Here are more examples from that collection:
Alan Stern, principle investigator for the New Horizons mission to Pluto and head of Uwingu, spoke on The Space Show last weekend: Dr. Alan Stern, Sunday, 8-24-14 | Thespaceshow’s Blog.
Listen to the audio:
He discussed the status of the New Horizons spacecraft, which just passed by Neptune, and its fly-by of Pluto next summer. He also talked about Uwingu’s public participation programs including the new Beam Me To Mars activity.
1. Monday, August 25, 2014: 2-3:30 PM PDT (5-6:30 PM EDT, 4-5:30 PM CDT): We welcome back MICHAEL LISTNER, space atty.
2. Tuesday, August 26, 2014:,7-8:30 PM PDT (10-11:30 PM EDT, 9-10:30 PM CDT): We welcome back BOB ZIMMERMAN for space news updates.
3. Friday, August 29, 2014, 9:30 -11 AM PDT (12;30-2 PM EDT; 11:30-1 PM CDT): TBD as I have a conflict with medical follow up appointments. Check the website newsletter for the latest regarding the program for this date as I am working to reschedule the conflicting appointments. I will update the website newsletter as to the status of a program this date no later than Thursday evening. .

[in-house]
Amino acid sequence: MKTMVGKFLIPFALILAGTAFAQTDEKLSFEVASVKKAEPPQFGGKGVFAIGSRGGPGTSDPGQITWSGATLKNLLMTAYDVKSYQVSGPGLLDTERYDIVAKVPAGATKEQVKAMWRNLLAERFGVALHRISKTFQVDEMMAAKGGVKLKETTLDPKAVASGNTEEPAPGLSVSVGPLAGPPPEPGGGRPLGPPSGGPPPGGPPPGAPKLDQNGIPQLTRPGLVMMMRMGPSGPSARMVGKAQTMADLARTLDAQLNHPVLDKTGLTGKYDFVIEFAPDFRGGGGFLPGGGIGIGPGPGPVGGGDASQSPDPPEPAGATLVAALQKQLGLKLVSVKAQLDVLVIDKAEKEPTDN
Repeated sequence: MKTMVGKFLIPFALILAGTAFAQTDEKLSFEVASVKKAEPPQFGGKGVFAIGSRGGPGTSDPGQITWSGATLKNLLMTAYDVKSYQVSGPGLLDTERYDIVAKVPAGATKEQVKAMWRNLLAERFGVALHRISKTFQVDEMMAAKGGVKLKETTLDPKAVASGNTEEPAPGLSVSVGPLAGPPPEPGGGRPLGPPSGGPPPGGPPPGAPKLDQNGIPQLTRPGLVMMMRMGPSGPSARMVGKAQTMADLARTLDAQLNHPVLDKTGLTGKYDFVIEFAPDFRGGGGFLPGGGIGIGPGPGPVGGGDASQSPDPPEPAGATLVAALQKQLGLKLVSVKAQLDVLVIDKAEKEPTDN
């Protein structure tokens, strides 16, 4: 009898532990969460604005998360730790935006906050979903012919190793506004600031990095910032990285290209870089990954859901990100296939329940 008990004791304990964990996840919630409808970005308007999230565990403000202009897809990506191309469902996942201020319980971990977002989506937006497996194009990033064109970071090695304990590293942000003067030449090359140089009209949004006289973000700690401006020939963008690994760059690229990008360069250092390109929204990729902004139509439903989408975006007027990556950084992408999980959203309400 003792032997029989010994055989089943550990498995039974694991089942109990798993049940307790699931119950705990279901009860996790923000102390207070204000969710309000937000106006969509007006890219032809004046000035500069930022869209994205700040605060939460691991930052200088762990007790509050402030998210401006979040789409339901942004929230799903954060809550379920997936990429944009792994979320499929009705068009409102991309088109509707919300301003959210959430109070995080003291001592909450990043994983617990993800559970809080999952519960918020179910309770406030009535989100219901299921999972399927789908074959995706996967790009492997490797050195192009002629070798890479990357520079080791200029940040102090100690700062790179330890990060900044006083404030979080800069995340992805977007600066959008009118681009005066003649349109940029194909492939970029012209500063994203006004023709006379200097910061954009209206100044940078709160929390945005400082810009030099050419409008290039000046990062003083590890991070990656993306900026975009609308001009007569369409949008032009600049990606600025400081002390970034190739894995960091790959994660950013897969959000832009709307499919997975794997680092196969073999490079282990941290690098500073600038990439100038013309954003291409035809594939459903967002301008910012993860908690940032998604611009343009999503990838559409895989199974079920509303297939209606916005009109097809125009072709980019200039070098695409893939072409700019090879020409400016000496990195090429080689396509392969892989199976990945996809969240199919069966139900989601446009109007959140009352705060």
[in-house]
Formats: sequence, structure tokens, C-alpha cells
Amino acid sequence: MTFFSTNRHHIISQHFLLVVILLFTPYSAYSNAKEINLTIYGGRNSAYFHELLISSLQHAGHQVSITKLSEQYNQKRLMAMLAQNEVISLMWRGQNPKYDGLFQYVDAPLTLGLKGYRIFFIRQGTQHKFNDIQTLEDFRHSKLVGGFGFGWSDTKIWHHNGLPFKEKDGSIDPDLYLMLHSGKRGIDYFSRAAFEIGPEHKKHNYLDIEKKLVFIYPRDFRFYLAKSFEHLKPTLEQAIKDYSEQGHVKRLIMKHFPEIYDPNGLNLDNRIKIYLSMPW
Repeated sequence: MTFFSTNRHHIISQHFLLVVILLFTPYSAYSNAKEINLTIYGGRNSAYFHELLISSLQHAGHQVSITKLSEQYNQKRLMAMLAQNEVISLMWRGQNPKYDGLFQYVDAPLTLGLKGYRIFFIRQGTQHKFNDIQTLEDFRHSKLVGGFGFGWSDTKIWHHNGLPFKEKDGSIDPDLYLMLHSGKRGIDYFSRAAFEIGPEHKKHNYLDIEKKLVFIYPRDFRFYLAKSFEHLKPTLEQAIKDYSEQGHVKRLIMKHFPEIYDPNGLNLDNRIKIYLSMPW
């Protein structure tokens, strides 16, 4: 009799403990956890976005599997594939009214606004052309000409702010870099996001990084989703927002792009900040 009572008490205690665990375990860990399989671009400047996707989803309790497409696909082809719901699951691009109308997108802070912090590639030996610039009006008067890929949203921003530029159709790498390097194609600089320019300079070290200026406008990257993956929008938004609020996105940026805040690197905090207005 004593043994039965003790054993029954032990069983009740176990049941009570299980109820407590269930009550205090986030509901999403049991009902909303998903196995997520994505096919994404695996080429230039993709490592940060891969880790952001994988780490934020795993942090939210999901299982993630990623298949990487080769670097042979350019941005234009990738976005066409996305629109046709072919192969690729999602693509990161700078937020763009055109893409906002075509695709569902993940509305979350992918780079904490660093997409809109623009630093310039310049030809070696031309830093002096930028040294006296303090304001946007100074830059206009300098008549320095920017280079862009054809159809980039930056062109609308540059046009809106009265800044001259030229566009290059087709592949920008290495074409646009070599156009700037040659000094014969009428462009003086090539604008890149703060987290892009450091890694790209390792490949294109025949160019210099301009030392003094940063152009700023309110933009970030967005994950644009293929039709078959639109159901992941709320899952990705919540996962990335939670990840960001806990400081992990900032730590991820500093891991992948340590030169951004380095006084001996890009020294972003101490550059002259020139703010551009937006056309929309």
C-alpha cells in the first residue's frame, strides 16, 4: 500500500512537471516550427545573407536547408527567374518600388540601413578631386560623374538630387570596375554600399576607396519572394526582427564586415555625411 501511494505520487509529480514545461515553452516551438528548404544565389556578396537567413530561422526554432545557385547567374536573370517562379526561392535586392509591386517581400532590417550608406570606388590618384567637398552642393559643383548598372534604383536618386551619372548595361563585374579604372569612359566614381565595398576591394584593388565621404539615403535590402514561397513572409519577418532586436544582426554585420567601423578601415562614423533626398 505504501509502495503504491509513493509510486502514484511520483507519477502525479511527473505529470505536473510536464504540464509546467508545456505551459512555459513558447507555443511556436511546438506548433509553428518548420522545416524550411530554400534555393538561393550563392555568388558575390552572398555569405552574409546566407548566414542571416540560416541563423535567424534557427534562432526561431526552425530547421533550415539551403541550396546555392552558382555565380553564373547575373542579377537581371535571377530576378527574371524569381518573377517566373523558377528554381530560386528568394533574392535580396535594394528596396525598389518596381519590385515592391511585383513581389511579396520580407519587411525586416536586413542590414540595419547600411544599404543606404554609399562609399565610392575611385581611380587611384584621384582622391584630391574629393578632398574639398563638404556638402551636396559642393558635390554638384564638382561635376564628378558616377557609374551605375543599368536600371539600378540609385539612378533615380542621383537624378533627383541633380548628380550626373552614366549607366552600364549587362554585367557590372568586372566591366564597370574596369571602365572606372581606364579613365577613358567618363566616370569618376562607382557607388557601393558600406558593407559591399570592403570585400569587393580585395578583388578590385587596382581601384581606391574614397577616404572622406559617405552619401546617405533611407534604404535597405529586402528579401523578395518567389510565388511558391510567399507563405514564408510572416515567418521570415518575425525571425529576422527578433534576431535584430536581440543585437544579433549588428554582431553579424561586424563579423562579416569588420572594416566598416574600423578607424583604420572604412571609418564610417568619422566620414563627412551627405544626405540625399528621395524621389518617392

4. Sunday, August 31, 2014, 12-1:30 PM PDT (3-4:30 PM EDT, 2-3:30 PM CDT). We welcome back DR. WILLIAM (BILL) ROWE for his new information. We should have our earlier phone line issues resolved and we are looking forward to this program. Find out more about Dr. Rowe’s work at his website, www.femsinspace.com.
The Space Show is a project of the One Giant Leap Foundation.
There will be two live programs today on NASA TV dealing with the New Horizons mission to Pluto: